Knowledge of the progenitors of core-collapse supernovae is a fundamental component in understanding the explosions. The recent progress in finding such stars is reviewed. The minimum initial mass that can produce a supernova (SN) has converged to 8 ± 1 M from direct detections of red supergiant progenitors of II-P SNe and the most massive white dwarf progenitors, although this value is model dependent. It appears that most type Ibc SNe arise from moderate mass interacting binaries. The highly energetic, broad-lined Ic SNe are likely produced by massive, Wolf-Rayet progenitors. There is some evidence to suggest that the majority of massive stars above 20 M may collapse quietly to black holes and that the explosions remain undetected. The recent discovery of a class of ultrabright type II SNe and the direct detection of some progenitor stars bearing luminous blue variable characteristics suggest some very massive stars do produce highly energetic explosions. The physical mechanism is under debate, and these SNe pose a challenge to stellar evolutionary theory.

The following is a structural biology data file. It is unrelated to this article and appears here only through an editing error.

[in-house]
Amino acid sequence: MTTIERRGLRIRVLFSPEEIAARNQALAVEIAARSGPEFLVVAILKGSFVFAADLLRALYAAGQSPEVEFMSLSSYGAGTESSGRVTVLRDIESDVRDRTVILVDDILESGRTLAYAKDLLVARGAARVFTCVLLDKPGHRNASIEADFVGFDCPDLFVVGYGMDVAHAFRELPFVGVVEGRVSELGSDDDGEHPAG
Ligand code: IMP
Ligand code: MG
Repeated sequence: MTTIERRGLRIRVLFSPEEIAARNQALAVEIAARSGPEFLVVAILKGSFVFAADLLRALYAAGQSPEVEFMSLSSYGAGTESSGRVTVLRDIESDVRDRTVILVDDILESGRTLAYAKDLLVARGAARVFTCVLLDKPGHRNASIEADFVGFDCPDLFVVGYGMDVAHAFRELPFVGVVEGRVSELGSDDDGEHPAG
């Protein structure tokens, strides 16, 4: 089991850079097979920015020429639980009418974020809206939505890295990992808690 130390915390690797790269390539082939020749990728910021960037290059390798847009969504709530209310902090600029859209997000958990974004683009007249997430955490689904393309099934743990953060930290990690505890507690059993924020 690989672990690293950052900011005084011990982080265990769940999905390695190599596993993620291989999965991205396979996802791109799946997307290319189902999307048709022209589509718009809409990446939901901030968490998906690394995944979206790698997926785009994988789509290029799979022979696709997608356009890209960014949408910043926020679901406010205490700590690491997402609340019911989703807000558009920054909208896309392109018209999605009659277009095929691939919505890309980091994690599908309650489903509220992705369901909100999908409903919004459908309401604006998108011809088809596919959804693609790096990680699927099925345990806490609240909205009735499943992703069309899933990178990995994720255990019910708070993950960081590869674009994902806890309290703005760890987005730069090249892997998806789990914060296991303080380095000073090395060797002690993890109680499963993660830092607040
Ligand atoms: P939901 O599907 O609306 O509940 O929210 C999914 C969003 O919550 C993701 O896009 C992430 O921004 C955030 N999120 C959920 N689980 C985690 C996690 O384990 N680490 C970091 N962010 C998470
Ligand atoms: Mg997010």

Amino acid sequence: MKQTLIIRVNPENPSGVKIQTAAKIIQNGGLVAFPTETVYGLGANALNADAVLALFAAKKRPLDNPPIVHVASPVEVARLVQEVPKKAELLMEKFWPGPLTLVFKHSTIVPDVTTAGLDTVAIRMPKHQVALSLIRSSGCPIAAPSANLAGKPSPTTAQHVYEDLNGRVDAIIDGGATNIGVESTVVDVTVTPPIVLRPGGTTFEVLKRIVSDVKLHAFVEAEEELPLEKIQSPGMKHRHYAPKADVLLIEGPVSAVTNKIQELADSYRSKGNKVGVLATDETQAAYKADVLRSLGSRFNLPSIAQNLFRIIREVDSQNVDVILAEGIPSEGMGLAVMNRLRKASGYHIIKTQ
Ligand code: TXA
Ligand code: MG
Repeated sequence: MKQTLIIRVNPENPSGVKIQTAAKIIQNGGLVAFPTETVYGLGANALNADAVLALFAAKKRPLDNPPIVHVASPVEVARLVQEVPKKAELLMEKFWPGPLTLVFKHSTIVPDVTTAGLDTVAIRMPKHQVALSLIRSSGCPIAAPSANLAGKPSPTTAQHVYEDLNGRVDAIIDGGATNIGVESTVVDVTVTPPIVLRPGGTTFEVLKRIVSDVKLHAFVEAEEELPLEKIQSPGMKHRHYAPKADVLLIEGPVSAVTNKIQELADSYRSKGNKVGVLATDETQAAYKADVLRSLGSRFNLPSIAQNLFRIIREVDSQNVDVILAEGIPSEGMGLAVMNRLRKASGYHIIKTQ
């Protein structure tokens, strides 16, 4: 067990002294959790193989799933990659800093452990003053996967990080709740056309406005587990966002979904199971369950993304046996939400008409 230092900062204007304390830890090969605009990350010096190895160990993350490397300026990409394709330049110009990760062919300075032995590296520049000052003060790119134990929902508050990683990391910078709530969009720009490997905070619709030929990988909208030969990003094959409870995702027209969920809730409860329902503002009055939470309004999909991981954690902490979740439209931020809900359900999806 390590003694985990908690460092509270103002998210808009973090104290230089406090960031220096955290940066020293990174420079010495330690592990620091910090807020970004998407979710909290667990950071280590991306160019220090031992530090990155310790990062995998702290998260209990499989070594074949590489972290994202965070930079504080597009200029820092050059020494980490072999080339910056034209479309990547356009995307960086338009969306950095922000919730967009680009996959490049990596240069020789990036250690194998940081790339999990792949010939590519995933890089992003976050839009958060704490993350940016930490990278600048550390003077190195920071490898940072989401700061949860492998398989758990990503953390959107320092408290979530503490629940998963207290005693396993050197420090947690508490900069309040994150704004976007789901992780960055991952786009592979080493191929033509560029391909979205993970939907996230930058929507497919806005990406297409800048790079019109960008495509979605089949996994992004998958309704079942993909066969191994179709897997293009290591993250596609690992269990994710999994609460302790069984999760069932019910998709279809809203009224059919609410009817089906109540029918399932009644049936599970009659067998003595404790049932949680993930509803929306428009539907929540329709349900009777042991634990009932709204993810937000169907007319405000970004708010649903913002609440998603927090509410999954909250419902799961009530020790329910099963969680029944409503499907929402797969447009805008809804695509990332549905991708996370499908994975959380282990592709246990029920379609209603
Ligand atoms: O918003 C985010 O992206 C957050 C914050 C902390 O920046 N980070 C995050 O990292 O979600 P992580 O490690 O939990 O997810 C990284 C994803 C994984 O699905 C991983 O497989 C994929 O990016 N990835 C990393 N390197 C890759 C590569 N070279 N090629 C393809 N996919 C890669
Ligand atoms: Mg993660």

Annual Review of Astronomy and Astrophysics
- Pub Date:
- September 2009
- Astrophysics - Solar and Stellar Astrophysics;
- Astrophysics - Cosmology and Nongalactic Astrophysics
- Annual Review of Astronomy and Astrophysics, preprint version. Published version and pdf reprints are linked from http://star.pst.qub.ac.uk/~sjs